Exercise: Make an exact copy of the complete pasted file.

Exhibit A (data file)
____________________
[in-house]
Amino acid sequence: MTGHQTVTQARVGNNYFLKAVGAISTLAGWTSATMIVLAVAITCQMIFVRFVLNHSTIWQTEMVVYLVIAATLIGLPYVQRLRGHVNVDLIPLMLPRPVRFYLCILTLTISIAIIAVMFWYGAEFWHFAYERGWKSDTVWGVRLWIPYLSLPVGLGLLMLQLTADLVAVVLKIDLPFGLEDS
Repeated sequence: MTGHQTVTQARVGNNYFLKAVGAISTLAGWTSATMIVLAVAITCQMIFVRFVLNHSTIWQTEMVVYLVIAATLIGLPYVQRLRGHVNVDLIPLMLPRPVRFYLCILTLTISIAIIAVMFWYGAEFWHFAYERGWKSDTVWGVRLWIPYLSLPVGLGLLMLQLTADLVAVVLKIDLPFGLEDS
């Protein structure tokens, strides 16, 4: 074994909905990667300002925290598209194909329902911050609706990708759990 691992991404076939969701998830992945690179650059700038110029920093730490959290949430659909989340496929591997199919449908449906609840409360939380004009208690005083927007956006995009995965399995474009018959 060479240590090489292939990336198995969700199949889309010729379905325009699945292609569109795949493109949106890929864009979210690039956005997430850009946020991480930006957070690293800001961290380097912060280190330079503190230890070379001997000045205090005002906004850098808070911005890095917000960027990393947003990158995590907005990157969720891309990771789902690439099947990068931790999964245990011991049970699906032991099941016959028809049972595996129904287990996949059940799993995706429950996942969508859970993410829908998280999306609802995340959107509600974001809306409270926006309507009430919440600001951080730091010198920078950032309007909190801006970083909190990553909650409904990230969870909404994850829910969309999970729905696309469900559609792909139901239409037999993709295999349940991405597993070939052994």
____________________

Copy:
[in-house]
Amino acid sequence: MTGHQTVTQARVGNNYFLKAVGAISTLAGWTSATMIVLAVAITCQMIFVRFVLNHSTIWQTEMVVYLVIAATLIGLPYVQRLRGHVNVDLIPLMLPRPVRFYLCILTLTISIAIIAVMFWYGAEFWHFAYERGWKSDTVWGVRLWIPYLSLPVGLGLLMLQLTADLVAVVLKIDLPFGLEDS
Repeated sequence: MTGHQTVTQARVGNNYFLKAVGAISTLAGWTSATMIVLAVAITCQMIFVRFVLNHSTIWQTEMVVYLVIAATLIGLPYVQRLRGHVNVDLIPLMLPRPVRFYLCILTLTISIAIIAVMFWYGAEFWHFAYERGWKSDTVWGVRLWIPYLSLPVGLGLLMLQLTADLVAVVLKIDLPFGLEDS
């Protein structure tokens, strides 16, 4: 074994909905990667300002925290598209194909329902911050609706990708759990 691992991404076939969701998830992945690179650059700038110029920093730490959290949430659909989340496929591997199919449908449906609840409360939380004009208690005083927007956006995009995965399995474009018959 060479240590090489292939990336198995969700199949889309010729379905325009699945292609569109795949493109949106890929864009979210690039956005997430850009946020991480930006957070690293800001961290380097912060280190330079503190230890070379001997000045205090005002906004850098808070911005890095917000960027990393947003990158995590907005990157969720891309990771789902690439099947990068931790999964245990011991049970699906032991099941016959028809049972595996129904287990996949059940799993995706429950996942969508859970993410829908998280999306609802995340959107509600974001809306409270926006309507009430919440600001951080730091010198920078950032309007909190801006970083909190990553909650409904990230969870909404994850829910969309999970729905696309469900559609792909139901239409037999993709295999349940991405597993070939052994």